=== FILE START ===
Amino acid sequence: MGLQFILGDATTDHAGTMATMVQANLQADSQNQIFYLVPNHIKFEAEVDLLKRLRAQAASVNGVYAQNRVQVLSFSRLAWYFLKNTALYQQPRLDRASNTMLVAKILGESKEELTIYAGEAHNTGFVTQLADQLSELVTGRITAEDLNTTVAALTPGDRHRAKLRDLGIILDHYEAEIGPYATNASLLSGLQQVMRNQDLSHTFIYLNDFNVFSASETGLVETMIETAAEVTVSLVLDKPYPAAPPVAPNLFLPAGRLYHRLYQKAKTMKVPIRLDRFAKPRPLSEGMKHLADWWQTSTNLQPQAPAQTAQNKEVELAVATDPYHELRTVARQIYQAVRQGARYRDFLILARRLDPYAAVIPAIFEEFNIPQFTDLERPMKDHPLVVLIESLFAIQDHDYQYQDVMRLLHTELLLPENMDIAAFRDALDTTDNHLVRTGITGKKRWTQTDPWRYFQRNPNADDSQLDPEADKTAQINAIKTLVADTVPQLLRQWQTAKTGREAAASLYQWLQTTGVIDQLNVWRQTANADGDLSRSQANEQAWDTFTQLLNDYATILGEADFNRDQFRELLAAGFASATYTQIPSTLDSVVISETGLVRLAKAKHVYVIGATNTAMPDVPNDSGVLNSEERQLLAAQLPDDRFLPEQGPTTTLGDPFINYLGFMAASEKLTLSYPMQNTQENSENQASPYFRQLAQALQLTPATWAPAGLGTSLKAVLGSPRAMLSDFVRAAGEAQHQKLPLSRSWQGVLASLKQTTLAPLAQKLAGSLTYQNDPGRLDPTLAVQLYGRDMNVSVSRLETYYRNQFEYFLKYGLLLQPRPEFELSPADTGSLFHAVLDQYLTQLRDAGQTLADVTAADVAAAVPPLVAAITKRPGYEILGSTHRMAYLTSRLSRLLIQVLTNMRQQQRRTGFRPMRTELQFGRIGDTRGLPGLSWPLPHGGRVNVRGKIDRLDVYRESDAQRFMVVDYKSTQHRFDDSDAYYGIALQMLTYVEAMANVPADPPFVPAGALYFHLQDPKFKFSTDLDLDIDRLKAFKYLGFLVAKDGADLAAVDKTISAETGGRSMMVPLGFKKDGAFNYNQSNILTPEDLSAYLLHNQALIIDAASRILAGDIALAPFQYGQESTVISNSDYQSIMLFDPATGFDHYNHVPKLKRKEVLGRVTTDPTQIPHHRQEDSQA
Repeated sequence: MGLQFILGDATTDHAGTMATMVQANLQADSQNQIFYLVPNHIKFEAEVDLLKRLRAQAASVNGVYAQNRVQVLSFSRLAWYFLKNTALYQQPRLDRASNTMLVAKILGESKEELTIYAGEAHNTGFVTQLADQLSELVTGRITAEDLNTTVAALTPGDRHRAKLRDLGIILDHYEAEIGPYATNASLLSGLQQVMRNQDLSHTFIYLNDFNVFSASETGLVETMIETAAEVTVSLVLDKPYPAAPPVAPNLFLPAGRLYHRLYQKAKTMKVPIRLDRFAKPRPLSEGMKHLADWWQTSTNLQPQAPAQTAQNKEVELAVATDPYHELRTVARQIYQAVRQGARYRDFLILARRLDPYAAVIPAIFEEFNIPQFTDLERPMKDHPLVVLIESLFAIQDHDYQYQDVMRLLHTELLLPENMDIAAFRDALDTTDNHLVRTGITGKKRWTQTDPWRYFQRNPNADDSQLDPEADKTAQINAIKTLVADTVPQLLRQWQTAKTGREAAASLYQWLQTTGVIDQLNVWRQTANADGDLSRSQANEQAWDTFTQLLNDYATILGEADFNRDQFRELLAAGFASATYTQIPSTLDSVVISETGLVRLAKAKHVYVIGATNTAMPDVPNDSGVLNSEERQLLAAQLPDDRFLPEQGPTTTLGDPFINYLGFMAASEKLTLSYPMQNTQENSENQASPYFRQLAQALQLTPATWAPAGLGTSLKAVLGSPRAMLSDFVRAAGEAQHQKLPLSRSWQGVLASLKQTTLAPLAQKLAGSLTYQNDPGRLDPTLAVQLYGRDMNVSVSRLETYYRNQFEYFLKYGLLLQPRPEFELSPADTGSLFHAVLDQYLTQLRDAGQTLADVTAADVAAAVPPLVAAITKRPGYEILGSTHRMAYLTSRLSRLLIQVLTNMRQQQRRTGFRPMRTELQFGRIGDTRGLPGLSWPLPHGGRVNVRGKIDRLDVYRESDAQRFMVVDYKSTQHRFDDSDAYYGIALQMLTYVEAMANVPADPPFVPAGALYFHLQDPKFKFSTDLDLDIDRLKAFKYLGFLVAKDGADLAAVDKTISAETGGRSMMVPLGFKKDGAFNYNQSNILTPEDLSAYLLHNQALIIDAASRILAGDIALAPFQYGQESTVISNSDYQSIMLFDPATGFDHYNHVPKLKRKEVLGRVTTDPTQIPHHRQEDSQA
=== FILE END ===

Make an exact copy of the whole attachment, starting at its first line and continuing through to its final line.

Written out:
Amino acid sequence: MGLQFILGDATTDHAGTMATMVQANLQADSQNQIFYLVPNHIKFEAEVDLLKRLRAQAASVNGVYAQNRVQVLSFSRLAWYFLKNTALYQQPRLDRASNTMLVAKILGESKEELTIYAGEAHNTGFVTQLADQLSELVTGRITAEDLNTTVAALTPGDRHRAKLRDLGIILDHYEAEIGPYATNASLLSGLQQVMRNQDLSHTFIYLNDFNVFSASETGLVETMIETAAEVTVSLVLDKPYPAAPPVAPNLFLPAGRLYHRLYQKAKTMKVPIRLDRFAKPRPLSEGMKHLADWWQTSTNLQPQAPAQTAQNKEVELAVATDPYHELRTVARQIYQAVRQGARYRDFLILARRLDPYAAVIPAIFEEFNIPQFTDLERPMKDHPLVVLIESLFAIQDHDYQYQDVMRLLHTELLLPENMDIAAFRDALDTTDNHLVRTGITGKKRWTQTDPWRYFQRNPNADDSQLDPEADKTAQINAIKTLVADTVPQLLRQWQTAKTGREAAASLYQWLQTTGVIDQLNVWRQTANADGDLSRSQANEQAWDTFTQLLNDYATILGEADFNRDQFRELLAAGFASATYTQIPSTLDSVVISETGLVRLAKAKHVYVIGATNTAMPDVPNDSGVLNSEERQLLAAQLPDDRFLPEQGPTTTLGDPFINYLGFMAASEKLTLSYPMQNTQENSENQASPYFRQLAQALQLTPATWAPAGLGTSLKAVLGSPRAMLSDFVRAAGEAQHQKLPLSRSWQGVLASLKQTTLAPLAQKLAGSLTYQNDPGRLDPTLAVQLYGRDMNVSVSRLETYYRNQFEYFLKYGLLLQPRPEFELSPADTGSLFHAVLDQYLTQLRDAGQTLADVTAADVAAAVPPLVAAITKRPGYEILGSTHRMAYLTSRLSRLLIQVLTNMRQQQRRTGFRPMRTELQFGRIGDTRGLPGLSWPLPHGGRVNVRGKIDRLDVYRESDAQRFMVVDYKSTQHRFDDSDAYYGIALQMLTYVEAMANVPADPPFVPAGALYFHLQDPKFKFSTDLDLDIDRLKAFKYLGFLVAKDGADLAAVDKTISAETGGRSMMVPLGFKKDGAFNYNQSNILTPEDLSAYLLHNQALIIDAASRILAGDIALAPFQYGQESTVISNSDYQSIMLFDPATGFDHYNHVPKLKRKEVLGRVTTDPTQIPHHRQEDSQA
Repeated sequence: MGLQFILGDATTDHAGTMATMVQANLQADSQNQIFYLVPNHIKFEAEVDLLKRLRAQAASVNGVYAQNRVQVLSFSRLAWYFLKNTALYQQPRLDRASNTMLVAKILGESKEELTIYAGEAHNTGFVTQLADQLSELVTGRITAEDLNTTVAALTPGDRHRAKLRDLGIILDHYEAEIGPYATNASLLSGLQQVMRNQDLSHTFIYLNDFNVFSASETGLVETMIETAAEVTVSLVLDKPYPAAPPVAPNLFLPAGRLYHRLYQKAKTMKVPIRLDRFAKPRPLSEGMKHLADWWQTSTNLQPQAPAQTAQNKEVELAVATDPYHELRTVARQIYQAVRQGARYRDFLILARRLDPYAAVIPAIFEEFNIPQFTDLERPMKDHPLVVLIESLFAIQDHDYQYQDVMRLLHTELLLPENMDIAAFRDALDTTDNHLVRTGITGKKRWTQTDPWRYFQRNPNADDSQLDPEADKTAQINAIKTLVADTVPQLLRQWQTAKTGREAAASLYQWLQTTGVIDQLNVWRQTANADGDLSRSQANEQAWDTFTQLLNDYATILGEADFNRDQFRELLAAGFASATYTQIPSTLDSVVISETGLVRLAKAKHVYVIGATNTAMPDVPNDSGVLNSEERQLLAAQLPDDRFLPEQGPTTTLGDPFINYLGFMAASEKLTLSYPMQNTQENSENQASPYFRQLAQALQLTPATWAPAGLGTSLKAVLGSPRAMLSDFVRAAGEAQHQKLPLSRSWQGVLASLKQTTLAPLAQKLAGSLTYQNDPGRLDPTLAVQLYGRDMNVSVSRLETYYRNQFEYFLKYGLLLQPRPEFELSPADTGSLFHAVLDQYLTQLRDAGQTLADVTAADVAAAVPPLVAAITKRPGYEILGSTHRMAYLTSRLSRLLIQVLTNMRQQQRRTGFRPMRTELQFGRIGDTRGLPGLSWPLPHGGRVNVRGKIDRLDVYRESDAQRFMVVDYKSTQHRFDDSDAYYGIALQMLTYVEAMANVPADPPFVPAGALYFHLQDPKFKFSTDLDLDIDRLKAFKYLGFLVAKDGADLAAVDKTISAETGGRSMMVPLGFKKDGAFNYNQSNILTPEDLSAYLLHNQALIIDAASRILAGDIALAPFQYGQESTVISNSDYQSIMLFDPATGFDHYNHVPKLKRKEVLGRVTTDPTQIPHHRQEDSQA